Basically I think the whole music scene has been doing fine with no government involvement and they should just leave off. Of course, if they wanted to they could tell Australian commercial radio to play Australian music. That could help.
One of the government suggestions had been that no security was needed before 10pm. At some point I said that it could all be side-stepped if the venues had gigs EARLIER. It was an idea that was not taken seriously at all. Mocked in fact, mainly by people who I rarely see at any shows at all. Not a single musician I spoke to thinks it to be a bad idea to have shows starting after work or in the evening. then people could catch up with each other and chat , rather than being thrown out of the venue immediately.
The coalition of forces that came together for the march was very very good and impressive. As a political movement it could not possibly hold as, for instance, the musicians needs are not always the same as the venue operators. For instance, if security guards are automatically paid on an hourly rate, and without question, why not the musicians?
The march is over, a petition with more than 20,000 signatures is going to be going around several more festivals and events before being tabled in parliament in March. I was told that events are now out of the question at the Sidney Myer Music bowl as LLC has demanded so much security at the site. No promoter can afford it!
Basically, get the politicians away from a cultural area that works very well without their input. Leave them to cultivate bread and circus events they can manage. The venues do not need to be made safe for people who never go to them.
The government is facing an election and this issue has been massaged out of the main frame until then. The Liquor Licensing commissioner finishes up in April. What’ll happen then, nobody knows. The agents are still going around, visiting some clubs two or three times a night. Its another one of those things where the protesters are dismissed, as John Howard was fond of doing as “the usual suspects” or “rent a crowd”. I have a friend who wishes music would go underground and become a clandestine , secret affair. Perhaps it’ll have to. These politicians have no idea on which way to jump. Surrounded by smart guys who poll the wind and the trees, they appear on tv and radio all day, talking about nothing . They have transport, hospitals, bread and circuses to run. The feds want to take over one of them, that leaves the trams and the Casino and the Grand Prix.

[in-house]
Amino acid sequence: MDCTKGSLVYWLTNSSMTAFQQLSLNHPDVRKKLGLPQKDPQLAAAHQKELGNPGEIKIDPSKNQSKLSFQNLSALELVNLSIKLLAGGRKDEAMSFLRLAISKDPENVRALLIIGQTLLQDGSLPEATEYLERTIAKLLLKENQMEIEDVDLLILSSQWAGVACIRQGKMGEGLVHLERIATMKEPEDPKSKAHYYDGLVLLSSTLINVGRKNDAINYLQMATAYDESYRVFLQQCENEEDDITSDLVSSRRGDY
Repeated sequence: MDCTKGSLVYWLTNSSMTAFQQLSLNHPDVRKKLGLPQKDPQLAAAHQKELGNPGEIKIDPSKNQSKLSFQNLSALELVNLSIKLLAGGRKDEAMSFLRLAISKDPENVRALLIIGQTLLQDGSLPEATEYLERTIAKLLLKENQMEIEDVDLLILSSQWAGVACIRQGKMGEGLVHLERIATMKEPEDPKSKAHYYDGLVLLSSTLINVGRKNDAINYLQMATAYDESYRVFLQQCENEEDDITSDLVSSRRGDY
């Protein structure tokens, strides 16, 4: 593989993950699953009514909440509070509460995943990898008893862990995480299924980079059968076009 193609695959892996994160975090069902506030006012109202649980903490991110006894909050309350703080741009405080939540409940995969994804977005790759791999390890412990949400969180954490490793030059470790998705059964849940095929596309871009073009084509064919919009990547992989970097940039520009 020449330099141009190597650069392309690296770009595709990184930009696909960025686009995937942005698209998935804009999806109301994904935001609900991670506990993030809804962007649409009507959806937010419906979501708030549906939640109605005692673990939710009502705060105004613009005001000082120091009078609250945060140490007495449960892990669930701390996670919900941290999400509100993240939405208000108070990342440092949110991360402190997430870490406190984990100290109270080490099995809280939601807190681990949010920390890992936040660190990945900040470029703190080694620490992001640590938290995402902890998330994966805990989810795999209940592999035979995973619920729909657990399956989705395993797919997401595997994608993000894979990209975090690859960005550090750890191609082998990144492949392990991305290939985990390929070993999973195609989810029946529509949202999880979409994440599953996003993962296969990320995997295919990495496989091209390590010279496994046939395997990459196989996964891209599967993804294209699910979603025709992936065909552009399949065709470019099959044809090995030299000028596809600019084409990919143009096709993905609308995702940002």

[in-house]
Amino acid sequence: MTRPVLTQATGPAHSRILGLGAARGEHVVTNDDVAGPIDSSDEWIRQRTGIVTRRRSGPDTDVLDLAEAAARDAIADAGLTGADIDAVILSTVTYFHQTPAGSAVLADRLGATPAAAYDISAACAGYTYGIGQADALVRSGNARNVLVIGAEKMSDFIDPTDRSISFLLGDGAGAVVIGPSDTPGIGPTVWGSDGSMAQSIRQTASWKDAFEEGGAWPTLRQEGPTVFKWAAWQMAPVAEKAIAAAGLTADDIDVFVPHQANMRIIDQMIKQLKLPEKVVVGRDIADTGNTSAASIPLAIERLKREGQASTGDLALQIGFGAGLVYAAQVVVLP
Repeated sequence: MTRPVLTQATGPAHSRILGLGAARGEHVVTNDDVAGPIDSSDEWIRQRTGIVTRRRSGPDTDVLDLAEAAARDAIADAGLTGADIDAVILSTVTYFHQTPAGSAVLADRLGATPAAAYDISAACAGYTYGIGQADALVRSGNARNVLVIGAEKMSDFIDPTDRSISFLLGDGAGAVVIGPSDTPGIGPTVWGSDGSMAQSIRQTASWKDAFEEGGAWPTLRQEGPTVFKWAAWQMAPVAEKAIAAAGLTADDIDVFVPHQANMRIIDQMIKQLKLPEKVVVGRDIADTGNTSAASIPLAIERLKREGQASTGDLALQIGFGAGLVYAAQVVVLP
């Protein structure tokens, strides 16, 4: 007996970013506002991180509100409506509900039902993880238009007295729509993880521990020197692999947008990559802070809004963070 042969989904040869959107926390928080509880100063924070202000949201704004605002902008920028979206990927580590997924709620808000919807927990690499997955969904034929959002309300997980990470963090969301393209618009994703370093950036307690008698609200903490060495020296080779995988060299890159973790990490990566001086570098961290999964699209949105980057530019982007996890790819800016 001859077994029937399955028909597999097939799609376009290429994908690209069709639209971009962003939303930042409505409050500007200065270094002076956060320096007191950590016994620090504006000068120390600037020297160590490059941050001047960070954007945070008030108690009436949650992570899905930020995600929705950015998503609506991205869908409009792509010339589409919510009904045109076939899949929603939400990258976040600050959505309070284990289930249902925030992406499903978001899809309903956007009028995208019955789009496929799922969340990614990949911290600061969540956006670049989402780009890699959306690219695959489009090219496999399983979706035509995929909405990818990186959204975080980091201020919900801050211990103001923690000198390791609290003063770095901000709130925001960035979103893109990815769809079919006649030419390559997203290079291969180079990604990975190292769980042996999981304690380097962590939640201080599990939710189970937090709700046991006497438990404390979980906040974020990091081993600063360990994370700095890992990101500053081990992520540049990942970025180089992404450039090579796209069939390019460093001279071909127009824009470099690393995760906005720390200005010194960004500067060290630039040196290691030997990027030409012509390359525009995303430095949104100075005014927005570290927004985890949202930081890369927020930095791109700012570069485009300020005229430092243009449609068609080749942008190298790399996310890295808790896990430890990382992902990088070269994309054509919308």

Right now, its all highly illogical. Law and order, always a popular electoral truck to roll over everything in sight.
Not much can really obscure how lame and mediocre state politics is though. And we have two house of it in most states.
- dave graney
- WORKSHY - 2017 memoir out on Affirm Press. Let's get Tight - 2017 CD with Clare Moore. Moodists - Coral Snakes - mistLY. I don’t know what I am and don’t want to know any more than I already know. I aspire, in my music , to 40s B Movie (voice and presence) and wish I could play guitar like Charlie Christian or Grant Green -but not in this lifetime, I know.
2014 solo album from Dave Graney. *****"If I've learnt anything in my years of writing about music it's that if you are going to do anything of worth in this tough game, you better have your own thing. Today's generic is easily replaced by tomorrow's. And yet you need to be flexible, to follow wherever the songs demand. In the case of this, only the second credited as a solo album among 30 or so Graney releases, it's a curious yet welcoming lane he walks you down, with acoustic guitars, not much percussion, vibes, smooth sounds. At the end of it you feel like you've awoken from a strange yet pleasant summer's dream. As shot by Luis Bunuel. It ranges from off-kilter reveries (A Woman Skinnies Up a Man, The Old Docklands Wheel) through to the softly seductive (How Can You Get Out of London) and the downright arch (Look Into My Shades, Everything Is Great In The Beginning.) This is music that is neither folk, nor blues, nor country, but it's all Graney, somewhere out to the left field beyond Lee Hazlewood's raised eyebrow. It's astringent on the tongue but sweetens in the telling." Noel Mengel Brisbane Courier Mail
you've been in my mind
June 2012 super high energy pop rock album - blazing electric 12 strings - total 70s rock drive. Greatest yet! available via paypal - $20 pp
SUPERMODIFIED - August 2010 remixed/re-sung/re-strung//remastered/replayed comp via PAYPAL
also available as a digital album
Knock yourself (2009)-first ever dg solo set-filthy electro r&b-available via Paypal- $20
available as a digital album too
We Wuz Curious (2008)-blazing R&B jazz pop album available via paypal-$20
UNAVAILABLE-COMPLETELY SOLD OUT!!!
AVAILABLE AS A DIGITAL album
Hashish and Liquor (2005 double disc by Dave Graney and Clare Moore) available via Paypal $25
UNAVAILABLE-COMPLETELY SOLD OUT!!!
Single album HASHISH available as a digital release